Inspecting your maps for possible problems is covered in SDRG Section 6.5.2.
In many cases, the photometer data is great straight out of the HSA, however, there may be occasions when reprocessing using the User pipeline scripts in HIPE may benefit your observation:
By using newer improved calibration files: to check the Calibration Tree version see the SDRG Section 5.2.
Updating to a new Calibration Tree is described in the SDRG Section 5.4
If you see strange artefacts in the maps or bad quality maps in general (SDRG Section 6.5.2)
By improving already usable maps (e.g. baseline removal, destriping, adding turnarond data, e.g. see SDRG Section 6.8.1 )
Simplified User Pipeline Scripts for re-processing SPIRE data are provided in HIPE:
Accessed directly from the Pipeline>SPIRE menu at the top of the HIPE window
Separate pipeline script for each observation mode
Include processing steps taking data from Level 0.5, through Level 1 to the final Level 2 maps
Final maps are saved as FITS files (not a pool) to any specified directory
The Observation Context can also be updated and saved to a new Pool (SDRG Section 6.5.1)
The scripts assume the following;
The data is already on disk stored in a pool on your disk
The latest Calibration Tree is stored as a pool on your disk (to do this, see SDRG Chapter 5)
To run the User Scripts, 3 options must be set inside the script:
Observation ID, data pool name, output directory path (See SDRG Section 6.5.1 for other options)
Memory problems encountered during processing extremely large maps can be overcome by using a Temporal Pool (To do this, see SDRG Section 9.2)
From Level 0.5 to Level 1, the pipeline modules that users may with to experiment with are mainly:
If the observation has strong residual drifts the Recalculate Temperature Drifts module can be tried (see SDRG Section 6.5.2)
Deglitching algorithms (residual glitches are easily identifiable in the Error Maps)
In some circumstances the Signal Jump Identifier (see SDRG Section 6.5.2 )
In rare circumstances Low Pass Filter Correction (see SDRG Section 6.5.2)
From Level 1 to Level 2, the pipeline carries out an iterative Destriping process as default in order to remove low frequency noise. If problems are encountered in the final maps, the SPIRE pipeline offers alternatives to the this baseline removal:
Although the default Naïve mapper usually produces good maps, alternative mapping algorithms are also available (See SDRG Section 188.8.131.52).
For observations where producing maps of extended emission are the most important objective, additional Relative Gain Corrections are required to take into account the fact that all bolometers do not have the same uniform beam shape. This is set by an option in the SPIRE user pipeline ( SDRG Section 184.108.40.206)) The SPIA (SPIRE Photometer Interactive Analysis) package provides a structured GUI-based access to the more intricate parts of the scan map photometer pipeline and consists of tailored functions for I/O, Level 1, and Level 2 processing of SPIRE photometer scan map datasets (SPIA is described in SDRG Chapter 11)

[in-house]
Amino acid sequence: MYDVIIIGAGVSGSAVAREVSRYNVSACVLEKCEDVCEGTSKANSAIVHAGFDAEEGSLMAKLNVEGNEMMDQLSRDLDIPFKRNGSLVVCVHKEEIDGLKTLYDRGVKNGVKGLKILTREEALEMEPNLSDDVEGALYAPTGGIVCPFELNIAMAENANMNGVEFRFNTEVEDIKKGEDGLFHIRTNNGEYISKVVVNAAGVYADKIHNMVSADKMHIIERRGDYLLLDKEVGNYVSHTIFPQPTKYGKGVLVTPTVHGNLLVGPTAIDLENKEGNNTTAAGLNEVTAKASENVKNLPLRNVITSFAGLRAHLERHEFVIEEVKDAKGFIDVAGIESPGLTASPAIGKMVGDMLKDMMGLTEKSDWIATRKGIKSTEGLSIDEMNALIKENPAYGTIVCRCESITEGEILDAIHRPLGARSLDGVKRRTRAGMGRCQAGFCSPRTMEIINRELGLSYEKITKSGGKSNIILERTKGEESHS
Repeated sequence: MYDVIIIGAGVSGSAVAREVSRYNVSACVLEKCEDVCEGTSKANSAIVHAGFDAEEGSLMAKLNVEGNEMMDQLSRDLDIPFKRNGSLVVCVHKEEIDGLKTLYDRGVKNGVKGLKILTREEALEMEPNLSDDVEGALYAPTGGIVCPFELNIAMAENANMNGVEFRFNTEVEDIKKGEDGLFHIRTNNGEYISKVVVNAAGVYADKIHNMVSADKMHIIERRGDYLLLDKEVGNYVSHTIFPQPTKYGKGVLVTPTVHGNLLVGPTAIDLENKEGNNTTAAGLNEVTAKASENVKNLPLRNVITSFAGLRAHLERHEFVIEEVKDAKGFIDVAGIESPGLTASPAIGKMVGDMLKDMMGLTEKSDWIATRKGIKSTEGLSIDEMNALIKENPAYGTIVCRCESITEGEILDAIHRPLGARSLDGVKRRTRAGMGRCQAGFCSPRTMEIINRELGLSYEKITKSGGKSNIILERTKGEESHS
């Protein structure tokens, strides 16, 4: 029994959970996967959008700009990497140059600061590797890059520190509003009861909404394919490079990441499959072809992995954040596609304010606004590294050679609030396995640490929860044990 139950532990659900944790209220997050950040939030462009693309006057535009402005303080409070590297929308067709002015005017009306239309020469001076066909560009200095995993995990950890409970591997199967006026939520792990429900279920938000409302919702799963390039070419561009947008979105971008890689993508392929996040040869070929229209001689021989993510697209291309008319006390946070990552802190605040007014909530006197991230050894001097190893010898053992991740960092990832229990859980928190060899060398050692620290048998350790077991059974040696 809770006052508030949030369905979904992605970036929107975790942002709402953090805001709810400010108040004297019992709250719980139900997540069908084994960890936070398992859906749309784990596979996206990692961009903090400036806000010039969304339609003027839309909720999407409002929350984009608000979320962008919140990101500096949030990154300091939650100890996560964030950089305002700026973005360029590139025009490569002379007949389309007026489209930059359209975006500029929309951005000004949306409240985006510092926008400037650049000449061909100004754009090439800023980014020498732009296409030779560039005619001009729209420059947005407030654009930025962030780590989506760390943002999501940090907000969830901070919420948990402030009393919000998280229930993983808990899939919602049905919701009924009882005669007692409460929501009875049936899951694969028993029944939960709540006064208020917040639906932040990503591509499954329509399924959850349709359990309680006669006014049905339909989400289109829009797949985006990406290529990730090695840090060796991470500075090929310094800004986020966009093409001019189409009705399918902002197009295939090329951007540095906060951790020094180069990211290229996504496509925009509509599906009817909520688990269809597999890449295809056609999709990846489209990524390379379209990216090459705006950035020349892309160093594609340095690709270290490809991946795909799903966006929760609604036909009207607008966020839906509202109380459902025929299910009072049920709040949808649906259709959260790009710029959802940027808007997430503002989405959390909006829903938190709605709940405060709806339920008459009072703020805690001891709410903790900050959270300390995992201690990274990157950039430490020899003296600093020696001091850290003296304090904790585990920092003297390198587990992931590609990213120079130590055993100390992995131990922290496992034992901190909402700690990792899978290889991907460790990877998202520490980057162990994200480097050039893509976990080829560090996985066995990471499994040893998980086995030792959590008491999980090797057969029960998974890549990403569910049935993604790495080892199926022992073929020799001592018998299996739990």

Source Extraction and Photometry is described in the SDRG Section 6.9.1
The Map Merging topic is described in the SDRG Section 6.11.3
Production of absolute calibrated maps for extended emission using the Planck zero-point correction is explained in the SDRG Section 6.10.1)
SPIRE astrometry is covered in the SDRG Section 6.11.4)
Various Post Pipeline analysis tools are available for SPIRE through HIPE. Users are also encouraged to read the Calibration chapter of the SPIRE Handbook (formerly the SPIRE Observers Manual).
Source extraction from SPIRE maps can be carried out using either the DAOphot or SussExtractor algorithms implemented within HIPE (SDRG Section 220.127.116.11)
A Timeline Source Fitter is available for source photometry from SPIRE timelines(described inSDRG Section 18.104.22.168). The current recommendation is to extract sources with one of the above algorithms and to carry out photometry at these positions using the timeline based fitter.
Aperture photometry can be performed by selecting an image in the Variables view and selecting annularSkyAperturePhotometry in the Tasks view. (SDRG Section 22.214.171.124)
The SDRG describes the recipes for aperture photometry of point sources and diffuse emission.
A Map Merging Script accessible from the Pipeline>SPIRE>Useful scripts menu can be used to merge the Level 1 timeline data from multiple observations (e.g. Parallel Mode, creating mosaics from many maps) to create a single map and output it as a FITS file (Section 6.11.3)
An Astrometry Correction script accessible from the Scripts > SPIRE Useful Scripts menu which allows SPIRE astrometry to be improved by aligning observations with eachother, ancilliary images or a source list (see SDRG Section 6.11.4)
Two Moving Object scripts accessible from the Scripts > SPIRE Useful Scripts menu are available to correct the maps for observations of moving objects to the moving object frame (see SDRG Section 6.12.1) and to identify the position of a faint moving object target in a map (see SDRG Section 6.12.2)
A Bolometer Finder script accessible from the Scripts > SPIRE Useful Scripts menu allows a User to click on a photometer map and to bring up a plot of the timelines of any bolometer crossing that map pixel. Useful for checking which bolometer timelines are responsible for map artifacts (see SDRG Section 8.3).
A Super Resolution Mapper script accessible from the Scripts > SPIRE Useful Scripts menu allows a User to create super resolution maps (see SDRG Section 6.11.5).